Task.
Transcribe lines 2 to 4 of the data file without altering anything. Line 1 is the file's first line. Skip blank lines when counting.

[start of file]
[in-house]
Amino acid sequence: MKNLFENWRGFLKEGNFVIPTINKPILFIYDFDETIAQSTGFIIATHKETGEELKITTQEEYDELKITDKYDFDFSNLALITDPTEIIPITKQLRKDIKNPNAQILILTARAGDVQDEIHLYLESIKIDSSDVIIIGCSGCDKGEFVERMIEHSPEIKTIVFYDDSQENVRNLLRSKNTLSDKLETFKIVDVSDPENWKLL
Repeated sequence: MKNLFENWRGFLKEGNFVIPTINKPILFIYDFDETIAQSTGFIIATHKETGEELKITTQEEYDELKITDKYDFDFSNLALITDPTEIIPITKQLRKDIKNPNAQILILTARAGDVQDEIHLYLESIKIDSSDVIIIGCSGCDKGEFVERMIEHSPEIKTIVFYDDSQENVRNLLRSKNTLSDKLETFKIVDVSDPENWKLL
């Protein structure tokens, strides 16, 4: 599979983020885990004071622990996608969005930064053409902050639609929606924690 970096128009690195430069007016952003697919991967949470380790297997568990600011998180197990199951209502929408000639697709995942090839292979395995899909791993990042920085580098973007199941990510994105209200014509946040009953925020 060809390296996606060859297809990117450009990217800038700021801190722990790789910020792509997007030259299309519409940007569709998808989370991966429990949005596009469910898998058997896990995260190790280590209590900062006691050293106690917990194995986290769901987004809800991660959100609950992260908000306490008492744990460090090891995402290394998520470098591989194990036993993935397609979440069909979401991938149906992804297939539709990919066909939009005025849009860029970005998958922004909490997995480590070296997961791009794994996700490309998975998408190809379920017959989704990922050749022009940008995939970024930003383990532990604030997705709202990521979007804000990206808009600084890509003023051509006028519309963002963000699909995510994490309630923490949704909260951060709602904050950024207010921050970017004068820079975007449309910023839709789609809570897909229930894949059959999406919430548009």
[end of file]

Amino acid sequence: MKNLFENWRGFLKEGNFVIPTINKPILFIYDFDETIAQSTGFIIATHKETGEELKITTQEEYDELKITDKYDFDFSNLALITDPTEIIPITKQLRKDIKNPNAQILILTARAGDVQDEIHLYLESIKIDSSDVIIIGCSGCDKGEFVERMIEHSPEIKTIVFYDDSQENVRNLLRSKNTLSDKLETFKIVDVSDPENWKLL
Repeated sequence: MKNLFENWRGFLKEGNFVIPTINKPILFIYDFDETIAQSTGFIIATHKETGEELKITTQEEYDELKITDKYDFDFSNLALITDPTEIIPITKQLRKDIKNPNAQILILTARAGDVQDEIHLYLESIKIDSSDVIIIGCSGCDKGEFVERMIEHSPEIKTIVFYDDSQENVRNLLRSKNTLSDKLETFKIVDVSDPENWKLL
């Protein structure tokens, strides 16, 4: 599979983020885990004071622990996608969005930064053409902050639609929606924690 970096128009690195430069007016952003697919991967949470380790297997568990600011998180197990199951209502929408000639697709995942090839292979395995899909791993990042920085580098973007199941990510994105209200014509946040009953925020 060809390296996606060859297809990117450009990217800038700021801190722990790789910020792509997007030259299309519409940007569709998808989370991966429990949005596009469910898998058997896990995260190790280590209590900062006691050293106690917990194995986290769901987004809800991660959100609950992260908000306490008492744990460090090891995402290394998520470098591989194990036993993935397609979440069909979401991938149906992804297939539709990919066909939009005025849009860029970005998958922004909490997995480590070296997961791009794994996700490309998975998408190809379920017959989704990922050749022009940008995939970024930003383990532990604030997705709202990521979007804000990206808009600084890509003023051509006028519309963002963000699909995510994490309630923490949704909260951060709602904050950024207010921050970017004068820079975007449309910023839709789609809570897909229930894949059959999406919430548009």